The ﬁngerprint provided in revocation transactions allows users to conﬁrm
that the transaction is intended to revoke the speciﬁc certiﬁcate, while the fact
that the transaction originates from the address speciﬁed within the certiﬁcate
guarantees that the revocation is legitimate. Allowing for ﬁngerprint veriﬁcation
mitigates the possible scenario that an attacker gains access to the wallet keys of
a certiﬁcate owner and attempts to randomly revoke their certiﬁcates as a form
of Denial-of-Service attack, without actually knowing which certiﬁcates belong
to a particular certiﬁcate owner.
4.2 Timeliness of Revocations
In contrast to many other blockchain-based schemes, BlockVoke does not require
its users to wait until revocation transactions are conﬁrmed before acting on
them. The transactions themselves are suﬃcient to allow the corresponding cer-
tiﬁcate to be added to revocation lists or CRLite-based ﬁlters without delay. The
purpose of adding them to the blockchain is to ensure the global and continued
availability of these revocations, as the lifetime of transactions that exist merely
in the transaction pool of the Bitcoin P2P network is limited.
Because revocations can be processed as soon as they are broadcast through
the network, attacks on the underlying blockchain also have only a limited impact
on BlockVoke. If the transactions do not get mined before falling out of the
transaction pool, revocations may be lost at some point in the future, unless the
CA or another party rebroadcasts them.
BlockVoke – Blockchain-Based Certiﬁcate Revocation 325
4.3 Comparison with CertLedger
CertLedger moves the entire certiﬁcate lifecycle onto a new, special-purpose
blockchain . While presenting a comprehensive solution to certiﬁcate issuance
and revocation, the approach has certain drawbacks.
First, the use of a custom blockchain means that is not possible for the scheme
to inherit the security properties of existing public blockchains. In the case of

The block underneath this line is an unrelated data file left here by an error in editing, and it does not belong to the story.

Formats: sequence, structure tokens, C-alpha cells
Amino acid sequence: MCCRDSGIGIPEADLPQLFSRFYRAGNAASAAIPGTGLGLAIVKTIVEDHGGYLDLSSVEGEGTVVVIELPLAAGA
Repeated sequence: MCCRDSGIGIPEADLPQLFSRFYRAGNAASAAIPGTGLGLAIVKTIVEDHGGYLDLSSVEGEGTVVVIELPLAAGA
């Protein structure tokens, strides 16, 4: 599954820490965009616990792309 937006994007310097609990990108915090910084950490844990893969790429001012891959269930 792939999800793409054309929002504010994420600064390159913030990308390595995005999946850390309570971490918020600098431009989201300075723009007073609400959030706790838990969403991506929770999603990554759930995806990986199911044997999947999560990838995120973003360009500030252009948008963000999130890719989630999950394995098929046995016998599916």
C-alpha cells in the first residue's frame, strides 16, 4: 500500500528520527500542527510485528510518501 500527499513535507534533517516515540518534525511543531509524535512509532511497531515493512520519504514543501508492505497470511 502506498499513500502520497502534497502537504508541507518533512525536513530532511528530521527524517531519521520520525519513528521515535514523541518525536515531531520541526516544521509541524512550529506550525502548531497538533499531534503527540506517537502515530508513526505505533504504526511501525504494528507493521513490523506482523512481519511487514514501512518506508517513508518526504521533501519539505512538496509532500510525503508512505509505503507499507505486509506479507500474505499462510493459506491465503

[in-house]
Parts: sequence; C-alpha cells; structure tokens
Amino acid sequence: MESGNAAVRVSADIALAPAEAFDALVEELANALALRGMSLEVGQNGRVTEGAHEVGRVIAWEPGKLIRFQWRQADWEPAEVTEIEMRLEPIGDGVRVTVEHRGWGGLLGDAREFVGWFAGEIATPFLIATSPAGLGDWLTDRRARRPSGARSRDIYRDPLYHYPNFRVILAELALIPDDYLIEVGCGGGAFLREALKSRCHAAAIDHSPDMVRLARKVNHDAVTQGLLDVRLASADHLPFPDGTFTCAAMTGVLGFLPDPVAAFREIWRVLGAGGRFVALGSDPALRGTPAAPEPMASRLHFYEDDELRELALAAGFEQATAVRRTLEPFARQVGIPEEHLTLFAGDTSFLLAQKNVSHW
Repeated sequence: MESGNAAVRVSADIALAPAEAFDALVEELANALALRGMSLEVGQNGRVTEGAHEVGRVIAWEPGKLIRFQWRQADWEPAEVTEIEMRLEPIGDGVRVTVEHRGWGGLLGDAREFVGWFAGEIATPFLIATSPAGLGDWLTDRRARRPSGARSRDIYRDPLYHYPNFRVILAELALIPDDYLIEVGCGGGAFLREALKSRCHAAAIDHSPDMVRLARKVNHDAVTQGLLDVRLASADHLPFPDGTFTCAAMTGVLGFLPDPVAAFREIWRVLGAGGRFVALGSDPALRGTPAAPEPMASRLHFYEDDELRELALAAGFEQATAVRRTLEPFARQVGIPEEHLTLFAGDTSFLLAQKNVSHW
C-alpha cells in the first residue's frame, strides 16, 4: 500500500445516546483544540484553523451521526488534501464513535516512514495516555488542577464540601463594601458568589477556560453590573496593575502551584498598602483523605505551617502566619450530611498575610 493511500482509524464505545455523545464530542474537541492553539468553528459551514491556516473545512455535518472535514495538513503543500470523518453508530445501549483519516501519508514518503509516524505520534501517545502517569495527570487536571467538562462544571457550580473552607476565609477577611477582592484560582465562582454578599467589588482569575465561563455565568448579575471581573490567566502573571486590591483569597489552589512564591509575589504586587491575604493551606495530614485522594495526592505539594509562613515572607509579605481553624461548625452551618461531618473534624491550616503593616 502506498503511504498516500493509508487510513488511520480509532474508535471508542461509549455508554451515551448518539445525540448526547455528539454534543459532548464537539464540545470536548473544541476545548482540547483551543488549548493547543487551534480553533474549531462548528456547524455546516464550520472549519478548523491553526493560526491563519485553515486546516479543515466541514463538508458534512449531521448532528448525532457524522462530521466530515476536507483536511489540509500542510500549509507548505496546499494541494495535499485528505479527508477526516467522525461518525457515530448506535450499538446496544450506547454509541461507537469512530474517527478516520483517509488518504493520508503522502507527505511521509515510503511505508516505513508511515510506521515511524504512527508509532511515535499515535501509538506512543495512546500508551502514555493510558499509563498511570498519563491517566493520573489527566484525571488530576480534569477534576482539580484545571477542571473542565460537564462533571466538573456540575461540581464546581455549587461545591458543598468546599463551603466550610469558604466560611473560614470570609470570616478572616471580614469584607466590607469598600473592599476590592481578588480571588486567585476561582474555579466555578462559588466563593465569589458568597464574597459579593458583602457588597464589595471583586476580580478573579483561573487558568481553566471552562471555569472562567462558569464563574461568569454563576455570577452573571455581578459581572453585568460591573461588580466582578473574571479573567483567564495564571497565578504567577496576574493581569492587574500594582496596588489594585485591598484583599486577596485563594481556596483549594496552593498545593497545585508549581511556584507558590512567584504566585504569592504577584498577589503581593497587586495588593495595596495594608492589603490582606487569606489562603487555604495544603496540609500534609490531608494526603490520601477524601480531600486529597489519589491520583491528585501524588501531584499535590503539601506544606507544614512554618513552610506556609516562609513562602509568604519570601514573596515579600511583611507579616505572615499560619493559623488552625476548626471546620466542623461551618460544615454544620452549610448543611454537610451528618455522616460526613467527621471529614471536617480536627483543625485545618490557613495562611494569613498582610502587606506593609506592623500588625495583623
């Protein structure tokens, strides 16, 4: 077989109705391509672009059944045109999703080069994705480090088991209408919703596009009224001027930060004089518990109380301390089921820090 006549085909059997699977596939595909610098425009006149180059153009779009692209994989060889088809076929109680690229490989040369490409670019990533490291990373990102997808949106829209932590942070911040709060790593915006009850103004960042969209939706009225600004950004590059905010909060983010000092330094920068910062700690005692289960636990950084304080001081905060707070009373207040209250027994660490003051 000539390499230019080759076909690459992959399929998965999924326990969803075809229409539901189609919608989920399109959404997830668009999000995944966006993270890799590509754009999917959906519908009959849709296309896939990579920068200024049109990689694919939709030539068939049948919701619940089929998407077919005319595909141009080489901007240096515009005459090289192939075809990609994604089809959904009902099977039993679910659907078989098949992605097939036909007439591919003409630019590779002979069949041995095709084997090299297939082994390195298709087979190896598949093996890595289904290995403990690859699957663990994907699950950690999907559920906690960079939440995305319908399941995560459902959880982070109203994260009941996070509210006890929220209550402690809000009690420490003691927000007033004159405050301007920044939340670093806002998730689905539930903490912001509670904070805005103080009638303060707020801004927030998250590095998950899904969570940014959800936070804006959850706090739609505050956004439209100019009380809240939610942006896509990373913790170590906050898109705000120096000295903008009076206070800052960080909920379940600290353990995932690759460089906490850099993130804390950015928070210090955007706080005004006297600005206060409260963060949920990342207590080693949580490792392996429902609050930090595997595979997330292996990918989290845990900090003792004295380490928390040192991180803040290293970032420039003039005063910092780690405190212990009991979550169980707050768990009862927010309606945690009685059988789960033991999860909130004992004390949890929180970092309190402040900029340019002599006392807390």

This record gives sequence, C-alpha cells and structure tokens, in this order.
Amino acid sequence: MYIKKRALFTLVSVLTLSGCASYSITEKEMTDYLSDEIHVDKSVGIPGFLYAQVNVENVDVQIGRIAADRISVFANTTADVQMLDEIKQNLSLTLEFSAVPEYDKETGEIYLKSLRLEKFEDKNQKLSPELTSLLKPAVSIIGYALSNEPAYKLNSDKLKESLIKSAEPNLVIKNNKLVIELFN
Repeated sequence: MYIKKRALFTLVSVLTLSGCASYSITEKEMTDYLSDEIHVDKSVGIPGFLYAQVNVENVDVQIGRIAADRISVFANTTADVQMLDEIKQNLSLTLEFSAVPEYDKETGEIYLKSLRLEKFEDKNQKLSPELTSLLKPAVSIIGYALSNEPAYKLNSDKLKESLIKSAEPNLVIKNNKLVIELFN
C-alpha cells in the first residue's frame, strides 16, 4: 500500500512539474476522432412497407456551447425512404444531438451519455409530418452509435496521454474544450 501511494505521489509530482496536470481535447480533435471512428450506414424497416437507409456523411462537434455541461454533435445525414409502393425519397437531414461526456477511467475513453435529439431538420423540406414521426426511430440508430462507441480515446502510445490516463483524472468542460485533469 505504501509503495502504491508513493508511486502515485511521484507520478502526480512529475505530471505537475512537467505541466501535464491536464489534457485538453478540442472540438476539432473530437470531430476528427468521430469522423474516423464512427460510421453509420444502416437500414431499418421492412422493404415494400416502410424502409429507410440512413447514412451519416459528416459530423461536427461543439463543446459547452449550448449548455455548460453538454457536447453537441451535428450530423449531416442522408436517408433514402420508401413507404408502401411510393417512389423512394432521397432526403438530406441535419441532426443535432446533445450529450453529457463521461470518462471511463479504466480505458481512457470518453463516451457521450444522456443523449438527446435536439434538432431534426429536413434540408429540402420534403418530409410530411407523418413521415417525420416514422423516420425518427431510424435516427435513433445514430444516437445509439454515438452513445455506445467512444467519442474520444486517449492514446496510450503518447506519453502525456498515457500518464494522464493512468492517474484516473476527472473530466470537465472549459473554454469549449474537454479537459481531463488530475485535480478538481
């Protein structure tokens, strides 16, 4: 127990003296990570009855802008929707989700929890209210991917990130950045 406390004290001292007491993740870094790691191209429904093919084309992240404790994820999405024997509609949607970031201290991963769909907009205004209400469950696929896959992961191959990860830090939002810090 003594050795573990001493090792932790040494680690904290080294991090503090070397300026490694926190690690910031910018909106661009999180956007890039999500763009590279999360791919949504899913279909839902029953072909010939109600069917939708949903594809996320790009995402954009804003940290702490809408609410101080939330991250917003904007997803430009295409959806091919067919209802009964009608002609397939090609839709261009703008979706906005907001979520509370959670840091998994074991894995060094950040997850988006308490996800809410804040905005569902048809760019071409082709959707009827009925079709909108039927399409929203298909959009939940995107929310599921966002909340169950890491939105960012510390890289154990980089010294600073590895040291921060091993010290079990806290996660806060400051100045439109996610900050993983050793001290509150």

BlockVoke, the computational eﬀort spent on securing the Bitcoin blockchain by
miners also guarantees the future persistence of revocations on this blockchain.
Another issue concerns the privacy-preserving aspect of CertLedger. The
state of a certiﬁcate changes to revoked by triggering a state update operation in
a smart contract. Only full nodes are able to see these updates directly as most
clients only download block headers, which are then used to verify certiﬁcate
state proofs generated by full nodes. CertLedger claims to preserve client privacy
as a state proof can be sent to the client together with the certiﬁcate when
establishing a connection. This way, no request regarding this certiﬁcate has to
be made to any third party. However, if an attacker takes control of a domain
and compromises the key, a situation which certiﬁcate revocation should remedy,
the attacker can bundle an outdated certiﬁcate state proof as long as clients do
not check with a third party full node to ensure that the received state proof is
up to date.
When storing data on a blockchain, the size of transactions and the fees they
incur are important factors to consider. Table 2shows the costs of BlockVoke
revocation transactions on the Bitcoin as well as the Ethereum platform.
As described in Sect. 3.3 and presented in Table2, we estimate an optimal
revocation transaction in the Bitcoin network to have a size below 283 bytes
with a payload size of 40 bytes. As our approach does not depend on fast trans-
action processing, it is not necessary to gain a very high mining priority for our